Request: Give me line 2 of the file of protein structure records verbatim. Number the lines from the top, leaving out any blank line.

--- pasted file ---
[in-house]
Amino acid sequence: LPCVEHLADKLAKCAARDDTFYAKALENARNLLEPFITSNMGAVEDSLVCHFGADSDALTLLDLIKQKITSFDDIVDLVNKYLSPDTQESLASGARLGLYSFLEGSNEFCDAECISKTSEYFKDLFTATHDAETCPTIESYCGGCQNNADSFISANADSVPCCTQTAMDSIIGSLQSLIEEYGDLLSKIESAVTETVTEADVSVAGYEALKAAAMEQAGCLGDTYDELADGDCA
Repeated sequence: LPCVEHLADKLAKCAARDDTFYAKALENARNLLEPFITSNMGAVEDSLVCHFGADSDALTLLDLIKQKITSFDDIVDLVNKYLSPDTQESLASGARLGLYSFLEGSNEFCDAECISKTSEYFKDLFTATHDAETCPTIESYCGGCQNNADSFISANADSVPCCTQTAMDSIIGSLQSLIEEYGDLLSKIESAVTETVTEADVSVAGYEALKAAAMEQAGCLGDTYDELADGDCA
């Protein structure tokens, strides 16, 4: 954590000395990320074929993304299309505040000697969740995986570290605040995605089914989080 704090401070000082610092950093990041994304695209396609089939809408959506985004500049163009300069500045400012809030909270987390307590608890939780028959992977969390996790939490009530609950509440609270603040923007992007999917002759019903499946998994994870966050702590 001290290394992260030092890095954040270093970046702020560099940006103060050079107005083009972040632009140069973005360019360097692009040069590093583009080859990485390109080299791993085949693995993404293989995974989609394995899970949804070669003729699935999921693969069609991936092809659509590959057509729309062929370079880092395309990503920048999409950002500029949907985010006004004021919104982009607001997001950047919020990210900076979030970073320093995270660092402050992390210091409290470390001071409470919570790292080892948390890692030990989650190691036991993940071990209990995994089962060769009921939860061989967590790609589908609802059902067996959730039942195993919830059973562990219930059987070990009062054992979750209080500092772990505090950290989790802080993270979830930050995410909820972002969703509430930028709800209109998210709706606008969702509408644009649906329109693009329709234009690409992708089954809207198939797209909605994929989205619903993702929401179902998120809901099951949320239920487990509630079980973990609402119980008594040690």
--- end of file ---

Amino acid sequence: LPCVEHLADKLAKCAARDDTFYAKALENARNLLEPFITSNMGAVEDSLVCHFGADSDALTLLDLIKQKITSFDDIVDLVNKYLSPDTQESLASGARLGLYSFLEGSNEFCDAECISKTSEYFKDLFTATHDAETCPTIESYCGGCQNNADSFISANADSVPCCTQTAMDSIIGSLQSLIEEYGDLLSKIESAVTETVTEADVSVAGYEALKAAAMEQAGCLGDTYDELADGDCA